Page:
The correct answer from a list of options was, “I don’t know, sorry. I’m sure he will get it looked at if it’s bothering him.”

You get the idea, but for some players the training created more questions.

How, for example, should a player respond when asked how he’s feeling by a fan?

“The part I don’t understand, let’s say a member of your club comes out and watches you on the range hitting balls, he knows you’re struggling, and he bets against you. Somehow, some way that could come back to you, according to what I saw on that video,” said one player who asked not to be identified.

Exactly what constitutes a violation is still unclear for some who took the training, which was even more concerning considering the penalties for a violation of the policy.

The first violation is a warning and a second infraction will require the player to retake the training program, but a third violation is a fine “up to $500,000” or “the amount illegally received from the betting activity.” A sixth violation is a lifetime ban from the Tour.

Players are advised to be mindful of what they post on social media and to “refrain from talking about odds or betting activity.” The latter could be an issue considering how often players discuss betting on other sports.

Just last week at the Sony Open, Kevin Kisner and Justin Thomas had a “friendly” wager on the College Football Playoff National Championship. Kisner, a Georgia fan, lost the wager and had to wear an Alabama football jersey while playing the 17th hole last Thursday.

“If I'd have got the points, he'd have been wearing [the jersey], and I was lobbying for the points the whole week, and he didn't give them to me,” Kisner said. “So I'm still not sure about this bet.”

It’s unclear to some if Kisner’s remark, which was a joke and didn’t have anything to do with golf, would be considered a violation. From a common sense standpoint, Kisner did nothing wrong, but the uncertainty is an issue.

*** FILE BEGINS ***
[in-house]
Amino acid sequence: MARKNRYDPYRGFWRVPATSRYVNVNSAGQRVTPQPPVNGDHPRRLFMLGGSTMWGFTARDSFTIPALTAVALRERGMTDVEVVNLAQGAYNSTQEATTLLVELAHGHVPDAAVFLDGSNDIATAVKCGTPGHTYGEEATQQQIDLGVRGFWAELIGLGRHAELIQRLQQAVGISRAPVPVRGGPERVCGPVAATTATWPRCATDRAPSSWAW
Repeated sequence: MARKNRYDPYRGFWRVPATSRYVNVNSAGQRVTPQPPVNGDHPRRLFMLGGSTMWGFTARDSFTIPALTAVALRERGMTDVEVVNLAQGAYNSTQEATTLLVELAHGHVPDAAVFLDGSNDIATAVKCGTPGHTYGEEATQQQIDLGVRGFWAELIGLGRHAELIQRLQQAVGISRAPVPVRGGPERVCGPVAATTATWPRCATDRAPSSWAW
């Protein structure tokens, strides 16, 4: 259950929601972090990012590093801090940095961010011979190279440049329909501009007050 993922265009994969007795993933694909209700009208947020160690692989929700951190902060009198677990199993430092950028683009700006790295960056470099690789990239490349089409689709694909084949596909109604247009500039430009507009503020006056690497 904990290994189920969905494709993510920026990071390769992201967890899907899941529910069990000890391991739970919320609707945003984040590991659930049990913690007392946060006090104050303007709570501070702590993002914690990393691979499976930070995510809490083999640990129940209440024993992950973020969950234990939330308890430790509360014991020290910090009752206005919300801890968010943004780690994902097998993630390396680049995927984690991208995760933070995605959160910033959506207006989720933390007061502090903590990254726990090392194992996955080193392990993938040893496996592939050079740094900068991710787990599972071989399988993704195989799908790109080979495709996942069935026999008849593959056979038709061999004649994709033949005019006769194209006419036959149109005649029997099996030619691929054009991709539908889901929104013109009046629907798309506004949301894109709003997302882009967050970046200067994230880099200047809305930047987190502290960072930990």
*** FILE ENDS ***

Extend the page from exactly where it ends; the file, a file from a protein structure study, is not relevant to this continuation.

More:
Much like drug testing, which the Tour introduced in 2008, few, if any, think sport betting is an issue in golf; but also like the anti-doping program, there appears to be the danger of an inadvertent and entirely innocent violation.

The Tour is trying to be proactive and the circuit has a trillion reasons to get out in front of what could become an issue, but if the initial reaction to the training video is any indication they may want to try a second take.

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Lexi looks to shine as LPGA season begins next week

By Randall MellJanuary 17, 2018, 6:06 pm

Lexi Thompson may be No. 4 in the Rolex Women’s World Rankings, but in so many ways she became the new face of the women’s game last year.

That makes her the headliner in a fairly star-studded season opener at the Pure Silk Bahamas Classic next week.

Three of the top four players in the Rolex Women’s World Rankings are scheduled to tee it up on Paradise Island, including world No. 1 Shanshan Feng and co-Rolex Player of the Year So Yeon Ryu.